Next look at the MSFT chart to be sure. Here’s a three month chart:

The price has been up and down between an average of about $210 to $230 per share over the past few months with a low hitting about $199 per share back in October. That is just about a 10% decline that we were talking about above. However, the 10 day SMA is above the 20 day SMA; the 20 day SMA is above the 50 day SMA; the 50 day SMA is above the 200 day SMA, and the 200 day SMA is trending up. So this does pass our chart test.

Now let’s look for options. As the graphic below shows we have about 6 expirations to choose from between the date of this article and 45 days out. I will show you some Short-term (15 days); Long-term (43 days) and Mid-term (29 days) premiums and discuss each one.

January 15, 2021 Puts (8 days out):

If we sold the Jan. 15, 2021 Put we would net an income of between 15 cents and 18 cents per share. Let’s say the minimum which is most likely … for 5 contracts that would only be $75 for keeping money locked up for just 8 days … then we could do it again in 8 days if the price of the stock does not drop by 11.4% which it would have to do to have the stock put to us. But again, the premium is no where near $1.00 per share.

February 19, 2021 Puts (43 days out):

You can see here that if we used this option we would generate between $1.71 and $1.82 per share into our brokerage account. In this case that would be about $855 for holding our money in limbo for a period of 43 days. Once this is done we can do it again if the stock did not fall by 11.4% and get put to us.

February 5, 2021 Puts (29 days out):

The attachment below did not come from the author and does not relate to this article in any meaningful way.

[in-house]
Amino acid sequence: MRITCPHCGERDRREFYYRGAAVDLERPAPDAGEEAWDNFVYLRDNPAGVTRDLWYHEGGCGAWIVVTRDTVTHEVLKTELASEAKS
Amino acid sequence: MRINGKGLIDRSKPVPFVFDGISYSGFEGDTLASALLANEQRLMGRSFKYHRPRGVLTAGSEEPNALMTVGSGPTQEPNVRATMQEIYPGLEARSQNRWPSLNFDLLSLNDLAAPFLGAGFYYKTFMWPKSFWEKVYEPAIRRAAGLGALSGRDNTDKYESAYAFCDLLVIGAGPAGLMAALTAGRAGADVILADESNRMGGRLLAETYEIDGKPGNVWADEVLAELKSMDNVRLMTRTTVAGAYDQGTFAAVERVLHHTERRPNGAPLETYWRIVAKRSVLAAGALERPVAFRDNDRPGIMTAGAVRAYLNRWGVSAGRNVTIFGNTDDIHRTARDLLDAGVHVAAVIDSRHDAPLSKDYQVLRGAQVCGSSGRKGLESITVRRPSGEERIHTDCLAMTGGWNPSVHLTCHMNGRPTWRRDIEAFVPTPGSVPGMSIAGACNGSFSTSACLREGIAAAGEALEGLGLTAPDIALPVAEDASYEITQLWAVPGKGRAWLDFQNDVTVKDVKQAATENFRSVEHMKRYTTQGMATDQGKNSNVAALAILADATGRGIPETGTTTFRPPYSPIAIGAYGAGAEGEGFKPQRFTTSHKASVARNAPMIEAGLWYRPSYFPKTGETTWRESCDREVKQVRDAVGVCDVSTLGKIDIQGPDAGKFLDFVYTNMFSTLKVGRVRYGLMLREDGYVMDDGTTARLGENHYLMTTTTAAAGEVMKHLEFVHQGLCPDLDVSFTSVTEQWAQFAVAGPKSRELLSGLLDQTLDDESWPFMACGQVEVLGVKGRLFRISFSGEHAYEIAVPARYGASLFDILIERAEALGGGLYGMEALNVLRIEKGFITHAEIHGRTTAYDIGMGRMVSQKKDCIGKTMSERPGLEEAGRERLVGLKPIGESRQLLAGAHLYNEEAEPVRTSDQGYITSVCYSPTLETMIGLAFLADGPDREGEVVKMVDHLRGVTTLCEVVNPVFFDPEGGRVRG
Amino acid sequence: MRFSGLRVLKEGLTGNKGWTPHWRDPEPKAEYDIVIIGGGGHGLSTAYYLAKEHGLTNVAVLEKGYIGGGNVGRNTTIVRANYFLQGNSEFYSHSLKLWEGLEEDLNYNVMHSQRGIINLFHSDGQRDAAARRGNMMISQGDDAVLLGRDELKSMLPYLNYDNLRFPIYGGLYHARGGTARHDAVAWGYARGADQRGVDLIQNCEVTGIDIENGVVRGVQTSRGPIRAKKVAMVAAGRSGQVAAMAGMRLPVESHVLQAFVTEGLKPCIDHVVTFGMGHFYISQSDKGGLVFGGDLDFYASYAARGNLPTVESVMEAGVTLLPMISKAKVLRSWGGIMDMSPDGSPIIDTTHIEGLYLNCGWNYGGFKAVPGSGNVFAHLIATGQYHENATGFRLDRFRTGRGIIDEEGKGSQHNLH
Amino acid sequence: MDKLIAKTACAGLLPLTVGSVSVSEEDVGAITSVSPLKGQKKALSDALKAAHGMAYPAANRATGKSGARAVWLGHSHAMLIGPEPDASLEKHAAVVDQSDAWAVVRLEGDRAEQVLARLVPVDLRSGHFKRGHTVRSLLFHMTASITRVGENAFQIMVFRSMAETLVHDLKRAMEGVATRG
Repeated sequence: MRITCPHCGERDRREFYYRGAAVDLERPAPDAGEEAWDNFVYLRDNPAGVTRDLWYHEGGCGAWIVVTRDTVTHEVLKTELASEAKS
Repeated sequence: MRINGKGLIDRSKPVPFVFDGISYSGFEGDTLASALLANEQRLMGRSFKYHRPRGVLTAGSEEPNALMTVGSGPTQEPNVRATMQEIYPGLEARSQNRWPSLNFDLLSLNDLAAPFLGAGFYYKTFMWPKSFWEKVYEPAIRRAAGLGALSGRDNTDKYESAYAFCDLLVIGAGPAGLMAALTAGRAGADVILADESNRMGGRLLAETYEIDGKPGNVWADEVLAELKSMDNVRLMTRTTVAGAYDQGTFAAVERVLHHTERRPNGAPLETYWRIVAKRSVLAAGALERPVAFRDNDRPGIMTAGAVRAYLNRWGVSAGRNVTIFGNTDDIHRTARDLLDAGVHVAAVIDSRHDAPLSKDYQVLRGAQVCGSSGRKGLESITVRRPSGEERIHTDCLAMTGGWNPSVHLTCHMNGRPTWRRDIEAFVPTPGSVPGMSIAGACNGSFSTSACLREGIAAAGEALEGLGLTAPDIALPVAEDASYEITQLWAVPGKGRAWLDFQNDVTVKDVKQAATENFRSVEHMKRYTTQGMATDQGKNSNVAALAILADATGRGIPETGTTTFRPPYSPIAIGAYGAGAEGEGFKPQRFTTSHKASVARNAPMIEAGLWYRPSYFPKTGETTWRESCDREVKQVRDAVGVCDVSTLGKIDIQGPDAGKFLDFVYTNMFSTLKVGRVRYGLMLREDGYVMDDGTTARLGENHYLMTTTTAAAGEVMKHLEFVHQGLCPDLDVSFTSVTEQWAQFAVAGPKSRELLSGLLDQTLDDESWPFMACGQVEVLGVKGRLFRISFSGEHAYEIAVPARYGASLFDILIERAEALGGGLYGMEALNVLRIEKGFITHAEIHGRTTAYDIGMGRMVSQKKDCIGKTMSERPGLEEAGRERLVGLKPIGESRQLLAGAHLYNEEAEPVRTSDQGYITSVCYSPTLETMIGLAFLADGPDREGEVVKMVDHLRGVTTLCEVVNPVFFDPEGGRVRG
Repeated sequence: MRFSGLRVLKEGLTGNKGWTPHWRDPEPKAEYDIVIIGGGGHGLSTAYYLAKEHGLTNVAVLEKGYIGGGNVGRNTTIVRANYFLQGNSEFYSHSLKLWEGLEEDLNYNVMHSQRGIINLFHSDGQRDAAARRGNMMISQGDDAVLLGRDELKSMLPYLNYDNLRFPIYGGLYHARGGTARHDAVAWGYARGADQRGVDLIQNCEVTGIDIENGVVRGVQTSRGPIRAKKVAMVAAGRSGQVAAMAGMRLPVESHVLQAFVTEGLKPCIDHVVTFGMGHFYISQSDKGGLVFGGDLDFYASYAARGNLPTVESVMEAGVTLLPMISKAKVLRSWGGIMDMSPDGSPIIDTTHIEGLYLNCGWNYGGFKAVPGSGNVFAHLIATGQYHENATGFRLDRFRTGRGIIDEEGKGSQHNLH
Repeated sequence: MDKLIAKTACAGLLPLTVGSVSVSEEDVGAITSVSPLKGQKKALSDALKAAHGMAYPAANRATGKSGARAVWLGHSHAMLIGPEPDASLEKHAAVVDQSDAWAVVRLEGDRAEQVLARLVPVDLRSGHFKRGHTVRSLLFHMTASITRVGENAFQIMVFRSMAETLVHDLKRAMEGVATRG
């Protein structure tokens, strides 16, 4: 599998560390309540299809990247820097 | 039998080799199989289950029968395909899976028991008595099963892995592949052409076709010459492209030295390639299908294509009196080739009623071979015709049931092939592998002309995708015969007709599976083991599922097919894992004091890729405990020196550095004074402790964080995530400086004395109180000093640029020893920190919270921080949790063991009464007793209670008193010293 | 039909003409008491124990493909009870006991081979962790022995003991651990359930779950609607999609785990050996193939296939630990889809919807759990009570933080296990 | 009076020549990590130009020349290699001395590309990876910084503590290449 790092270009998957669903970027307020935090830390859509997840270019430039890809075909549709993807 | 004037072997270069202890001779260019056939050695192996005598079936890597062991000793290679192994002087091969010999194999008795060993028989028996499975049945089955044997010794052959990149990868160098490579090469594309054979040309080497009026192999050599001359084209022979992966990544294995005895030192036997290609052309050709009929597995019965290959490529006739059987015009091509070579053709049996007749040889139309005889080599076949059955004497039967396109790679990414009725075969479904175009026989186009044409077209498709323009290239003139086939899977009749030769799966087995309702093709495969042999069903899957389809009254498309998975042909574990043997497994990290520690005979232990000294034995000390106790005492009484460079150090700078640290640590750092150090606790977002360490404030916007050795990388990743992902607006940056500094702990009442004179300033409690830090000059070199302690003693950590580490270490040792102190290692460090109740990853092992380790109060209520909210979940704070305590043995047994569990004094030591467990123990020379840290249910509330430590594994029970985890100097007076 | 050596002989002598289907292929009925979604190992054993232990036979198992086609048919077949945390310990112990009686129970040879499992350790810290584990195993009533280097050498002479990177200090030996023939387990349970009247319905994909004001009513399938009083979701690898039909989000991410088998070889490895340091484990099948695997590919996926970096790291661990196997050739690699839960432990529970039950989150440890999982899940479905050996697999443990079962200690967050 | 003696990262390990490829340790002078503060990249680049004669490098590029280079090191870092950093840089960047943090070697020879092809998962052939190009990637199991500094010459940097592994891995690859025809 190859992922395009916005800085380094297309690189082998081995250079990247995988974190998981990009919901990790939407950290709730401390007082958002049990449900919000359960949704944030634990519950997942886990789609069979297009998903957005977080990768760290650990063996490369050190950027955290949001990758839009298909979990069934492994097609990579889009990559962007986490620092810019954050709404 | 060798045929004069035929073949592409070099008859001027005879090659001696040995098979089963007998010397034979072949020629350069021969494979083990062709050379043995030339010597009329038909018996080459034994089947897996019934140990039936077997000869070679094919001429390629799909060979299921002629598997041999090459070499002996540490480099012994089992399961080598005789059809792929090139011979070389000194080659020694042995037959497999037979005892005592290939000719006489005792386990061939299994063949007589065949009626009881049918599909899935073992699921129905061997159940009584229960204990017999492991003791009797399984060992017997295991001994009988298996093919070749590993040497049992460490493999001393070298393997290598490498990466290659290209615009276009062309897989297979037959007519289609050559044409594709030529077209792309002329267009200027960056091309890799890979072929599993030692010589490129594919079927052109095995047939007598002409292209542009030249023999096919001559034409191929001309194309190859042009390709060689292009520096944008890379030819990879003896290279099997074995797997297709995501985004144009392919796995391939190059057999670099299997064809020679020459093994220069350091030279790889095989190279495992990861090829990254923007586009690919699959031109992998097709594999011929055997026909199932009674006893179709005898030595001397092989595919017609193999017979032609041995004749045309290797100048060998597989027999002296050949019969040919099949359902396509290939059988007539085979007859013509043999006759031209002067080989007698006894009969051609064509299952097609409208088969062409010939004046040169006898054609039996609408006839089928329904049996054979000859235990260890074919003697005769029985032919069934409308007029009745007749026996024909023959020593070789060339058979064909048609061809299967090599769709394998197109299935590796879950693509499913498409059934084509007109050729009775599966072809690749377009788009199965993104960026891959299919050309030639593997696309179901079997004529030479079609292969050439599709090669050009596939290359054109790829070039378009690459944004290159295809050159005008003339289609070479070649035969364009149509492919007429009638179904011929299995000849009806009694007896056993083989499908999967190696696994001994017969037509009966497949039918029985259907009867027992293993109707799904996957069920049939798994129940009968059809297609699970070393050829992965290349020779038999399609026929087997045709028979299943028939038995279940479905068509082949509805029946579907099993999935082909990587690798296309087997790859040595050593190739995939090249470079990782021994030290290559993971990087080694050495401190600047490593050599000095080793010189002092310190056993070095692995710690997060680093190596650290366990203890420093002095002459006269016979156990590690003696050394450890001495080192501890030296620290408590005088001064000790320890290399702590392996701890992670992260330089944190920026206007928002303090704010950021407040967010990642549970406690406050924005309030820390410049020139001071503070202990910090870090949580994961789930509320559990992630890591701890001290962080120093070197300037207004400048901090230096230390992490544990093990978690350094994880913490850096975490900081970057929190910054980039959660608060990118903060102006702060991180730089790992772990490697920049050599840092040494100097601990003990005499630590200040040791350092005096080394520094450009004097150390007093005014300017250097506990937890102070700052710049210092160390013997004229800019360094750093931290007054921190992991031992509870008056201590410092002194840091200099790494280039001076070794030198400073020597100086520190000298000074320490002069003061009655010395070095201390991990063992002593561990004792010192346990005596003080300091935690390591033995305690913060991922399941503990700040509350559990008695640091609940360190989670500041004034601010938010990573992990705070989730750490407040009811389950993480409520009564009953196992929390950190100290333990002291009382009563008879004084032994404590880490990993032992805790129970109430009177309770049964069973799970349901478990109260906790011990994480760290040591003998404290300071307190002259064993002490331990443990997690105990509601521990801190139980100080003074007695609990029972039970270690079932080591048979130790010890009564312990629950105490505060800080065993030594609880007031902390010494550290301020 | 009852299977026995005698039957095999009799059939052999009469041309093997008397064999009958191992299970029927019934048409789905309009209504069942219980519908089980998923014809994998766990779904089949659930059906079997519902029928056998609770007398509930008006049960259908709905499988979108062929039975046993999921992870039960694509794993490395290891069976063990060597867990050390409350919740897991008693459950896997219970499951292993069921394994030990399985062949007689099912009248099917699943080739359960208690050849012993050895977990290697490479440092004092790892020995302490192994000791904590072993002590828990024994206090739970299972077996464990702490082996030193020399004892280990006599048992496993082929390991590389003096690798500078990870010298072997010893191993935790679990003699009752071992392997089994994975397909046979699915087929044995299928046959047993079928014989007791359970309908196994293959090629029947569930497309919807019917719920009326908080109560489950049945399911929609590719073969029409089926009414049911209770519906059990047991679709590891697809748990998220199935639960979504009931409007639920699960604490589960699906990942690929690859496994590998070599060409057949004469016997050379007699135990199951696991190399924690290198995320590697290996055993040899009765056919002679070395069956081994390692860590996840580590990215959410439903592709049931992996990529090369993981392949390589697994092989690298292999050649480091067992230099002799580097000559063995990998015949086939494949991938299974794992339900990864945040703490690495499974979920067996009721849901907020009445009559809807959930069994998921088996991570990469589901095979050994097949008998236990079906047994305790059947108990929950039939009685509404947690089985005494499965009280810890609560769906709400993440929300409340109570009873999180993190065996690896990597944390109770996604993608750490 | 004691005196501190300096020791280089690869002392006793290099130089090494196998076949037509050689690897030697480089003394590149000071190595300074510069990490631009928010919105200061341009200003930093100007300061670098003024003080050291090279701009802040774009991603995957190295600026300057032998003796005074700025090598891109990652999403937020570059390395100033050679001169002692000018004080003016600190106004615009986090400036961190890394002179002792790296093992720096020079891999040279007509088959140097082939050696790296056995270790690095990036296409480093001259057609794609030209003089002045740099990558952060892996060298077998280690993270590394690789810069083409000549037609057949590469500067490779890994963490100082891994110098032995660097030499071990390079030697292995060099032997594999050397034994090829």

This option contract would bring in between $1.05 and $1.49 per share. Again going with the lower number assuming the trade was placed “At Market” (and you could always place a limit order to try to get a better price) this would bring about $525 into the account.

So which is really best? That depends on how active you want to be.

  • The shorter term trade would allow you to bring about $75 into the account every 8 days … Long term that would be good. That means in 43 days you would have brought in about $375 if you did this 5 times.
  • The mid term trade on the other hand would allow you to do this about 1.4 times in a period of 43 days and you would bring in about $735 in that period of time.
  • The longer term trade would allow you to bring in $855 for making the trade one time in the 43 day period.

So in this case the longer-term trade would do the best in terms of Dollars for Work Required – but that is not always the case.

Why Keep It Short-term

There are two basic reasons you want to keep your options expiration dates short-term (e.g. 45 days or less):

  1. You will be able to make more trades per year generating more opportunities for income. As the underlying stock trends up over time so does the new options premiums allowing you to not only generate revenue but to raise the value of that revenue as time passes. However, remember the options premiums that you raised by selling the options initially will go down as the stock goes up.
  2. Options (see the graphic below) generally give up the last 50% of their value in the last 45 days of their contract time. As a “Seller of the option” you want time to decrease the value quickly. Remember you have already been paid the premium and it cannot be taken back from you even though the option can expire worthless in the end. Gamblers in the Casino (the options buyers) cannot ask the Casino (the option sellers) to refund their money as they walk out the door broke.